Accelerators can usher promising participants into the upper echelons of company growth. On the other hand, they can also steer less apt participants to fold faster. This role for Accelerators should not come as a surprise: Accelerators need not - nor should they be expected to - have a positive impact on every participating business. Instead, their priority is to zero in on the participants who demonstrate most promise and to make sure they have enough resources to grow. Participants that are thought to be less promising are often counselled to consider closing, thus helping bad ideas fail faster.
This is not a negative. One of the hardest things as an entrepreneur is understanding when to stop working on your existing business. It’s very hard when you’ve put effort, money and time into a project to say ‘enough is enough’. Business Accelerators and Seed Funds help in this regard: they can inject realism, help a founder pivot or even close a business idea, and take the lessons from that into their next project.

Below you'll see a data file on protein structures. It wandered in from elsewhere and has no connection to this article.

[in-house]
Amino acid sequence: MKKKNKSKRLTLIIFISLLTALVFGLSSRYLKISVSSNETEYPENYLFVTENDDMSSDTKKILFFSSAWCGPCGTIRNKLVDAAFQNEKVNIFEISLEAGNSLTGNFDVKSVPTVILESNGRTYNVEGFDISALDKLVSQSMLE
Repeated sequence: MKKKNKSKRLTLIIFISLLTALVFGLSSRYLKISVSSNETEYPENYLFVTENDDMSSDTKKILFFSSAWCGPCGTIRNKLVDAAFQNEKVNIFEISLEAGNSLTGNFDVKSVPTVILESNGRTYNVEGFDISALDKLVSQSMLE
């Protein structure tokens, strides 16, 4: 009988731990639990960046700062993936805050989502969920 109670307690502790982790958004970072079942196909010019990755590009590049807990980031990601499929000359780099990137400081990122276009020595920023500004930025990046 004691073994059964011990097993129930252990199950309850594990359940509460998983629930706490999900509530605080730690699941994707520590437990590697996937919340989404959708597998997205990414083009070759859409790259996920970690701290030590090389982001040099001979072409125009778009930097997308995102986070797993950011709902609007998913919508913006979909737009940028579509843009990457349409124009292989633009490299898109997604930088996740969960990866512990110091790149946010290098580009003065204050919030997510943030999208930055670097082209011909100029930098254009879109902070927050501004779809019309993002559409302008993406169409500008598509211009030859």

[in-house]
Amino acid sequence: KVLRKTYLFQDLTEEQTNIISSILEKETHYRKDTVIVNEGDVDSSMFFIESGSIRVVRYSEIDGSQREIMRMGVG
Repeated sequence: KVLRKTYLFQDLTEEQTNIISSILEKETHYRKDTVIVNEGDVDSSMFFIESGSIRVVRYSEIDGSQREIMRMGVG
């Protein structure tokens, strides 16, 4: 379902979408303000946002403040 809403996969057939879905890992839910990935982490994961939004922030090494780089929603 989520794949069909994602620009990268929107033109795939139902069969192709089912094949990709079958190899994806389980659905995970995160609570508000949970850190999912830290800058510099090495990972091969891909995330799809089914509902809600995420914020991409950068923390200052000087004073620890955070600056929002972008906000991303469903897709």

Bundling capability training with funding is more impactful for business growth
The capability-building that Accelerators and Seed Funds offer participants is crucial, even when funding is not part of the equation. For example, in my research with Business Accelerator Startup Chile, we find that bundling capability training with funding is more impactful for business growth than simply providing entrepreneurs with cash.